Iron ions discovered in the Earth’s magnetosphere
Apparently the Earth's magnetosphere is iron-fortified, just like your breakfast cereal. Not only does this paper present the discovery of singly-charged iron ions but also tests three possible sources for these ions, concluding that they originate from the Earth’s ionosphere. The count rates are very small, but the instrument on Geotail is capable of distinguishing them, and approximately 21 years of Geotail data provide a large timeline of statistics about their characteristics. The counts for other charge states of iron is inconsistent with a solar source, and comparison with the flyby of Cassini/CHEMS, a nearly identical instrument, shows the values to be inconsistent with an interplanetary dust source. The variation of the Fe+ count rate with solar extreme ultraviolet radiation photon flux is dramatic and supports the claim that they come from the Earth’s upper atmosphere.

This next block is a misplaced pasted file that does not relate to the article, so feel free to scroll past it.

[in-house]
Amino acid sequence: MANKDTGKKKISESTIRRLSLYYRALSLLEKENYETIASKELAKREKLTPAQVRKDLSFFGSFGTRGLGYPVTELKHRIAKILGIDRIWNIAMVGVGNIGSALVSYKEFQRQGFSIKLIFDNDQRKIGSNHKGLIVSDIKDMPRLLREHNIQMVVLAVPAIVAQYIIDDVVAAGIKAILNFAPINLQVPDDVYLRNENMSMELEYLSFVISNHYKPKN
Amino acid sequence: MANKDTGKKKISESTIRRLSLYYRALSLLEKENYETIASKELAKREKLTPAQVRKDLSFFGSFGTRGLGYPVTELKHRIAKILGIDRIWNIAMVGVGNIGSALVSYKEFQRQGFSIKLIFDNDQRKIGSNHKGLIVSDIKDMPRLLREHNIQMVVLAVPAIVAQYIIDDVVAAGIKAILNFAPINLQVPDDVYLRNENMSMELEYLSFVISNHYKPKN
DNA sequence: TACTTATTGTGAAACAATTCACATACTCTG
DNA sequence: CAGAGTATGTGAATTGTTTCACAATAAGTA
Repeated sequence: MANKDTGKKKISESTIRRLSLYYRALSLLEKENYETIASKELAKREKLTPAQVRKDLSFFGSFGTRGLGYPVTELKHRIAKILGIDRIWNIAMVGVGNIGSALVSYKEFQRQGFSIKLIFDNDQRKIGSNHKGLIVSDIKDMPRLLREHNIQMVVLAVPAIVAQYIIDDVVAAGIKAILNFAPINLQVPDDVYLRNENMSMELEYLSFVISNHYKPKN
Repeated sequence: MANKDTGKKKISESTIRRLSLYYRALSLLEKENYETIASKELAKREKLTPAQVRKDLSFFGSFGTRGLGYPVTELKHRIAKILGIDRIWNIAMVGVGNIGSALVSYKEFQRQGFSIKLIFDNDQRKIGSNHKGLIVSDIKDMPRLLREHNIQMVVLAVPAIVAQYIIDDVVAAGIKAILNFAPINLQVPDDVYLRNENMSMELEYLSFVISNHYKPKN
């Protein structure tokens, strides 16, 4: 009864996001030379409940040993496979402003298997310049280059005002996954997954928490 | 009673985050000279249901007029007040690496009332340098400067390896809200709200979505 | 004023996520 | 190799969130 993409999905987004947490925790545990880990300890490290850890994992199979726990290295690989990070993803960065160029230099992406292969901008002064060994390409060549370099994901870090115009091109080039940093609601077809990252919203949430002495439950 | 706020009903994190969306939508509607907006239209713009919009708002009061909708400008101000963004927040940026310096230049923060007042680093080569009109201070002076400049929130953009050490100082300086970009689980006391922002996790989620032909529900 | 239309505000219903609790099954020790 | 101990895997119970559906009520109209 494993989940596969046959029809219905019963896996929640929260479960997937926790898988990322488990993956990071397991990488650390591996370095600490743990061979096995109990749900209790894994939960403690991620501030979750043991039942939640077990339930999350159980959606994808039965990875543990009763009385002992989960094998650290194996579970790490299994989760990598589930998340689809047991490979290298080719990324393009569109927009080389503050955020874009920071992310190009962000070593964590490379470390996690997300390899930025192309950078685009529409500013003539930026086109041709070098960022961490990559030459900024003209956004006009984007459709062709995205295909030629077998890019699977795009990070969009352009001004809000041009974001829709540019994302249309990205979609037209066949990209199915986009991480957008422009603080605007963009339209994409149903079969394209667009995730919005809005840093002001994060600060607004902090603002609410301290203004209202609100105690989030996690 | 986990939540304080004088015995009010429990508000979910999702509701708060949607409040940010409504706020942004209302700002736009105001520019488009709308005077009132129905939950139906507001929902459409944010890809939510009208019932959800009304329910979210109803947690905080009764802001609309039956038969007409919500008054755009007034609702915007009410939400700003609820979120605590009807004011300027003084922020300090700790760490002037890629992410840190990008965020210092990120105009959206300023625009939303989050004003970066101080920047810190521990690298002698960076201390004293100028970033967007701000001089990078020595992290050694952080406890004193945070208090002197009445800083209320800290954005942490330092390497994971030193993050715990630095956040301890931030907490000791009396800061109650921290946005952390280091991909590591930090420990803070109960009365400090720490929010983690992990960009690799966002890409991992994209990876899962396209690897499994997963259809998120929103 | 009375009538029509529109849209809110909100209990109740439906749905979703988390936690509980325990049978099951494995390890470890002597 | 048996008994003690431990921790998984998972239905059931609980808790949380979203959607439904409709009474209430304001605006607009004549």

- Article Category
- Research Articles
- Magnetospheric Physics
Discovery of suprathermal ionospheric origin Fe+ in and near Earth's magnetosphere
- First Published:
- | DOI:
Eos.org: Earth & Space Science News
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